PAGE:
Dialogue 36 (2):361-374 (1997)

Jeffrey Hershfield
Wichita State University
Like Wittgenstein, John Searle believes that much of analytic philosophy—especially the philosophy of mind—is founded on confusion and falsehood. Unlike Wittgenstein, he does not consider this condition to be endemic to philosophy. As a result, Searle's dual goals in The Rediscovery of the Mind are to rid the philosophy of mind of the fundamental confusions that plague it, and to set the field on the path toward genuine progress. Thus, the book opens with a chapter entitled “What's Wrong with the Philosophy of Mind?” and closes with “The Proper Study.” The text is a blend of old and new: Searle introduces several new ideas, the most important of which is his thesis of the unconscious, and incorporates them into theses that have figured prominently in his previous works. Even for those who will find little to agree with in this book, The Rediscovery of the Mind serves as a testament to the sheer scope and iconoclasm of Searle's work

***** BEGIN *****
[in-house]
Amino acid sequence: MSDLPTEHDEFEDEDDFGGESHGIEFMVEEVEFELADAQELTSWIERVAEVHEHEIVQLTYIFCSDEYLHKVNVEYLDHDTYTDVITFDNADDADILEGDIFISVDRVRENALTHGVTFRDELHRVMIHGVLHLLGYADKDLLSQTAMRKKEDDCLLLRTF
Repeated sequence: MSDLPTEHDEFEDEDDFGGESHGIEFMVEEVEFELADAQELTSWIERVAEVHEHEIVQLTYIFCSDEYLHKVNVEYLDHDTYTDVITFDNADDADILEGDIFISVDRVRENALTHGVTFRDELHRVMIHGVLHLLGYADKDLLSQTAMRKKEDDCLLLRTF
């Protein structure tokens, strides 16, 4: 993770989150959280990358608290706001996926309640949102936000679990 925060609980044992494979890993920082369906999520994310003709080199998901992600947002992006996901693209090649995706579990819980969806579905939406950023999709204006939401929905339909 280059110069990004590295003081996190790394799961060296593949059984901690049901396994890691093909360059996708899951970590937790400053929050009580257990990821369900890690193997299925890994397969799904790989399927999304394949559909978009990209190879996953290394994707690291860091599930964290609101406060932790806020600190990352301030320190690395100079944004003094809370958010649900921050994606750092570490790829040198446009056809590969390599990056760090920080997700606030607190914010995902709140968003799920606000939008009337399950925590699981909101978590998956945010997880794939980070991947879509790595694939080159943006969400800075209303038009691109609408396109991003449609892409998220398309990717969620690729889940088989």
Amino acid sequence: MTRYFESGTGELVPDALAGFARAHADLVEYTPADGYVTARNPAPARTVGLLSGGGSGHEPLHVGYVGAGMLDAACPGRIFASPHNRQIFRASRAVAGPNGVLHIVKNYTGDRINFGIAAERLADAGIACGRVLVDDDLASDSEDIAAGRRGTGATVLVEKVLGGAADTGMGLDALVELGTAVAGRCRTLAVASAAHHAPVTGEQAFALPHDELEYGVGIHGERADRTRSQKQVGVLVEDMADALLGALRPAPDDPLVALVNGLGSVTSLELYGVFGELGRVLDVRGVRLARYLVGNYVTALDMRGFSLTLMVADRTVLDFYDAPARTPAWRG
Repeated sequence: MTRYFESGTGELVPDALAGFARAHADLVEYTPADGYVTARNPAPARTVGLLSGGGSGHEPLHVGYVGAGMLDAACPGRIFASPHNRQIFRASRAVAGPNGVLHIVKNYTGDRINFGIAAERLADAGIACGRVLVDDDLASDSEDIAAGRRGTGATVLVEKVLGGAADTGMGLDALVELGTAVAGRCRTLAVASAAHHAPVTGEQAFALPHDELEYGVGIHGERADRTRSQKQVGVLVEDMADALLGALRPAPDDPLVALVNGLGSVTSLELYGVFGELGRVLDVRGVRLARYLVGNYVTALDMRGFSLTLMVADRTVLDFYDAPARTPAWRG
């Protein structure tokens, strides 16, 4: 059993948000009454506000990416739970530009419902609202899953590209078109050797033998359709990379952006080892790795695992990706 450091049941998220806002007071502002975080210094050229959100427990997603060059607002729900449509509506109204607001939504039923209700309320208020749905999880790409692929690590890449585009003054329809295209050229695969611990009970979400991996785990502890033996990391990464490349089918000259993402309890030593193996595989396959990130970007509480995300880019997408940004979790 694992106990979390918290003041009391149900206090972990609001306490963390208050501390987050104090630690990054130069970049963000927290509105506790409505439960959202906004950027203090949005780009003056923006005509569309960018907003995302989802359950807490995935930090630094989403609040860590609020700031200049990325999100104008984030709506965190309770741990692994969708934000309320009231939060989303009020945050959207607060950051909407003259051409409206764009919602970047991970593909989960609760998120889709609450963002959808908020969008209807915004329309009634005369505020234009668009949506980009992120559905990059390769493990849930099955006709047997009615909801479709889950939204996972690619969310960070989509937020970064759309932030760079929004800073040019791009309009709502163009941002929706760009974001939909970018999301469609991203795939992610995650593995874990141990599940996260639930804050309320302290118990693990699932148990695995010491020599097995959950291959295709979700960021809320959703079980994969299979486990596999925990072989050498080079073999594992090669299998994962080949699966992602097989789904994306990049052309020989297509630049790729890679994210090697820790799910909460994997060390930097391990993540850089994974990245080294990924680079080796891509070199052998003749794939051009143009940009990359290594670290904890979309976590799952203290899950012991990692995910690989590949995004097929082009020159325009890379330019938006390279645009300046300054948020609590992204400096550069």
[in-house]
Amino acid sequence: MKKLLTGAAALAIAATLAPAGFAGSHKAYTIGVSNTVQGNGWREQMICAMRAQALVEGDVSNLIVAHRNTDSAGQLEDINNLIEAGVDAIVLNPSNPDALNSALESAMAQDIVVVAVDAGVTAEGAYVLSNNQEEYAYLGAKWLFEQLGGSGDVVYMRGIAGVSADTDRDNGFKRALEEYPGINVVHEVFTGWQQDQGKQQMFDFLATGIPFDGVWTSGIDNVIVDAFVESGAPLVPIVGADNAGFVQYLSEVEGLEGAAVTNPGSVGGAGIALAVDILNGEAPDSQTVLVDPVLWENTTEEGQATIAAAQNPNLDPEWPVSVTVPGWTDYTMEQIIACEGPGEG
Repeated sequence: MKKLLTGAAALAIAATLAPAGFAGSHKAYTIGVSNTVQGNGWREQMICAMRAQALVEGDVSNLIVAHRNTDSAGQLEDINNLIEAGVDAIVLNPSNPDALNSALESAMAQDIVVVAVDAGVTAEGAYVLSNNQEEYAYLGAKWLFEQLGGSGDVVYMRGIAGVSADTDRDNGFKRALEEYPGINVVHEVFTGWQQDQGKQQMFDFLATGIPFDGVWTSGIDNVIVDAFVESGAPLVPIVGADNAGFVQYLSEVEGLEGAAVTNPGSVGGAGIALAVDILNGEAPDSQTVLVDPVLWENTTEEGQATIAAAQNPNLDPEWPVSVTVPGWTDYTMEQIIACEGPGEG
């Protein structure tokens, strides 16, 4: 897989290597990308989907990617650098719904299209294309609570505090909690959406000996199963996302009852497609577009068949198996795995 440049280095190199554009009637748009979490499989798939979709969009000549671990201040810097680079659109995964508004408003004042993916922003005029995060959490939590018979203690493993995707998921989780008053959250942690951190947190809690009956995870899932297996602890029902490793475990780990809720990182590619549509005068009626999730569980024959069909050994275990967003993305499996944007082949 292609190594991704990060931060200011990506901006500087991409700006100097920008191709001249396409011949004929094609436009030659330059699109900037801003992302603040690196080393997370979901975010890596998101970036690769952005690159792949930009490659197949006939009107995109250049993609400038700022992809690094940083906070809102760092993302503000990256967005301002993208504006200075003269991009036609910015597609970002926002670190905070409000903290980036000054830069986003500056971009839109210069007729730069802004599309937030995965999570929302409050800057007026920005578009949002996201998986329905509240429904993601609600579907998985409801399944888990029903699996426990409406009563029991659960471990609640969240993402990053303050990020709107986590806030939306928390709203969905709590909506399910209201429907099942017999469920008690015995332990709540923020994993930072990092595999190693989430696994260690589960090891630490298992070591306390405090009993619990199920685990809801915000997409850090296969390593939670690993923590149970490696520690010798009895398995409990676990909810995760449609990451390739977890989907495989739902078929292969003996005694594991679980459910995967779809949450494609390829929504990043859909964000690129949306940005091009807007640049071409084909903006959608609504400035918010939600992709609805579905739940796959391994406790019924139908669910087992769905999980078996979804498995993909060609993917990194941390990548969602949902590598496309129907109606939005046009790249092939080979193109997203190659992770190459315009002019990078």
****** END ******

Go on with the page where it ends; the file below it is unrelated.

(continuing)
Keywords Body  Metaphysics  Mind  Unconscious  Searle, J
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DOI 10.1017/s0012217300009550
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References found in this work BETA

Minds, Brains, and Programs.John R. Searle - 1980 - Behavioral and Brain Sciences 3 (3):417-57.
The Rediscovery of the Mind.John R. Searle - 1992 - Philosophy 68 (265):415-418.

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Lycan on the Subjectivity of the Mental.Jeffrey Hershfield - 1998 - Philosophical Psychology 11 (2):229-38.

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